One of the biggest attractions of having a broadly passive investment strategy is the simplicity of it. You don’t have to speculate on particular sectors or regions or constantly monitor how your portfolio is performing. The long-term market return is more than adequate to meet the need of most investors, and by simply aiming to capture that return at very low cost, you’re giving yourself every chance of a successful outcome.
Index funds themselves are beautifully simple, and so too are passively managed exchange-traded funds, or ETFs. You know exactly what you’re getting with them. But when you buy an actively managed fund you’re next quite sure. Many active equity funds, for example, include an element of bonds, cash or both, and because active managers typically turn over their entire portfolio every couple of years or so, it’s very difficult to keep tabs on everything you own at any given time.
A more worrying development in recent years is that, with active managers finding it increasingly hard to beat their benchmarks, they are resorting more and more to complex strategies. Principally, these strategies come in three different forms:
Leverage — in other words, the fund manager borrows money to increase the potential return of an investment
Short selling — that is, the manager sells a security that they don’t own, or that they have borrowed, in the hope that the the security’s price will decline, allowing them to buy it back at a lower price to make a profit
Options -- in other words, the fund manager pays for the right to buy or sell a security at an agreed price at a later date
They’re often called hedging strategies; that is, they’re ostensibly designed to protect investors from risk. In practice, though, they often have the opposite effect; all three types of strategy carry a degree of risk that the end investor may not want to take.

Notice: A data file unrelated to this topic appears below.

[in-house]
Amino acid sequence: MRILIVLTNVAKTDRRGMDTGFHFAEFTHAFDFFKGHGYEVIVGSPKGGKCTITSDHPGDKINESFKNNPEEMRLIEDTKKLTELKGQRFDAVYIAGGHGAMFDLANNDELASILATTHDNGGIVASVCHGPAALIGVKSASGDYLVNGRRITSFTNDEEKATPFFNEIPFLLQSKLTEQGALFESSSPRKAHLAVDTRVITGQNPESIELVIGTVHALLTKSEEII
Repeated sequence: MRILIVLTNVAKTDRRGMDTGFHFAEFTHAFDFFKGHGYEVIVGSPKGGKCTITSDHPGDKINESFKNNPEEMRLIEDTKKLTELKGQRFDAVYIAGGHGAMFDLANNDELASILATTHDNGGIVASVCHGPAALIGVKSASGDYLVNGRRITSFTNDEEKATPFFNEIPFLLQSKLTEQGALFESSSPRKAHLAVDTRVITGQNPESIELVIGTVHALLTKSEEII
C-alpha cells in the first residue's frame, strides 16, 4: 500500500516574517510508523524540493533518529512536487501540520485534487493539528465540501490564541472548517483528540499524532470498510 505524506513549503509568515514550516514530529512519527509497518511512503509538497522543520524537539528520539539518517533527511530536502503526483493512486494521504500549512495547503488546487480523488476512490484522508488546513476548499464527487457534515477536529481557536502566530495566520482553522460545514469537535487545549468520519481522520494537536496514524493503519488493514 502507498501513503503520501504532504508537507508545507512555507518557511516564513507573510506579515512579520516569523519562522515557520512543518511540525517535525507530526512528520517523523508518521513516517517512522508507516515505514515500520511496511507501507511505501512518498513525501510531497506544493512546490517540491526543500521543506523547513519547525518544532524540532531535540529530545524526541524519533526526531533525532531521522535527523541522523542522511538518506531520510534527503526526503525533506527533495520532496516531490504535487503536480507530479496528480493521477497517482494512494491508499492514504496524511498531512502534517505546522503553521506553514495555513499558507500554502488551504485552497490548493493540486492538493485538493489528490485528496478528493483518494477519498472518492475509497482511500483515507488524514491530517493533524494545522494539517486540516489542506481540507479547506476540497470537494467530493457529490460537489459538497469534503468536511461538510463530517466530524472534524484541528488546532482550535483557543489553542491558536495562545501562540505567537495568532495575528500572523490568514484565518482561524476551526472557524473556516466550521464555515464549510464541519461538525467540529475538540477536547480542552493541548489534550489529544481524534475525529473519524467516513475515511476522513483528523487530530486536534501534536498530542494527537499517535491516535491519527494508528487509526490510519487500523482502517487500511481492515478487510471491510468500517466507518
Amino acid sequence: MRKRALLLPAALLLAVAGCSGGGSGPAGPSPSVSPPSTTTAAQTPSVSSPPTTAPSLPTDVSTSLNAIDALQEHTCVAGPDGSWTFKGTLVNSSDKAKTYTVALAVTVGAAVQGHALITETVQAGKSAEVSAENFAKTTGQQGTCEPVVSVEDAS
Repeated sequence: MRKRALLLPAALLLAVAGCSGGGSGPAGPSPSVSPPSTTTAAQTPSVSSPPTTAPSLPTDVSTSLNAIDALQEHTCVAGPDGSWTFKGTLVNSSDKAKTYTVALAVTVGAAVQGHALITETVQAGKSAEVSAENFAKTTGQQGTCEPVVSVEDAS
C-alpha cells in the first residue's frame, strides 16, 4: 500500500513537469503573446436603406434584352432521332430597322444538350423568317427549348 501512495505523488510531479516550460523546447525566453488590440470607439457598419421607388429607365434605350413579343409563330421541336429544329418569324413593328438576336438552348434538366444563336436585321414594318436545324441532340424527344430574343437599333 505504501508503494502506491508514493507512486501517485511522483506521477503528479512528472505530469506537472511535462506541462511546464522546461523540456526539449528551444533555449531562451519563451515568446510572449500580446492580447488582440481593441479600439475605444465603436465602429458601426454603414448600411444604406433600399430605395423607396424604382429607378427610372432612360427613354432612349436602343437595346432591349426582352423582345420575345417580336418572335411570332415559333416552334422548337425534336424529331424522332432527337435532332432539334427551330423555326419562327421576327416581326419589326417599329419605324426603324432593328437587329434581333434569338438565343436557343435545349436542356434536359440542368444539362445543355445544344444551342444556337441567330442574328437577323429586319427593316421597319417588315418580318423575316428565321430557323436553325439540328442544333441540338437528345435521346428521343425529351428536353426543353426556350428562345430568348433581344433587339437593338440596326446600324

Worryingly, recent research from Canada has confirmed that active managers are making increasing use of these complex strategies, resulting in higher fees, lower returns and greater risk. The paper in question, entitled Use of Leverage, Short Sales and Options by Mutual Funds, was produced by three academics at the Smith School of Business at Queen’s University in Ontario.
According to the authors — Paul Calluzzo, Fabio Moneta and Selim Topaloglu — in the 15 years prior to the paper’s publication in March 2017, 42.5% of US domestic stock funds have used leverage, short sales or options at least once. Between 1999 and 2015, the percentage of funds allowed to use all three rose from 25.7% to 62.6%.
But, the researchers found, there was a price to pay for end investors for this additional complexity. Funds that used complex investments, they calculated, had a 0.59% decrease in excess return and a 0.072% increase in expenses.
So, what did the researchers find specifically on risk? To quote the paper: "Although (managers) use the instruments in a manner that decreases the fund's systematic risk, they hold portfolios of riskier stocks that offset the insurance capabilities of the complex instruments.
“We find not only that funds that use complex instruments take more risk, both systematic and idiosyncratic, in their equity positions, but also that bylaws that authorise complex instrument use are associated with greater fund risk.”
In the paper’s conclusion the authors say this: “Our results suggest that the use of complex instruments is associated with outcomes that harm shareholders: lower returns, higher unsystematic risk, more negative skewness, greater kurtosis (essentially volatility) and higher fees.
“Overall, it appears that mutual fund investors are better off choosing simplicity.”
So, why is it that active managers are using these complex strategies more and more? The bottom line is that regulators have allowed them to. But you could also argue that one reason active managers are resorting to using them is that they’re increasingly under pressure to prove that they can beat the index. Put another way, active managers are becoming increasingly desperate.
To quote the investment author Larry Swedroe: “The active world has to fight back to keep their share, and one way to do that is to add complexity. They need to say, ‘We have a story to tell, and you need to be a member of our secret club, which has all theses superior instruments.’”
Investors should not be seduced by these sorts of marketing messages. In investing, simplicity is the ultimate sophistication, and ideally that means avoiding actively managed funds altogether.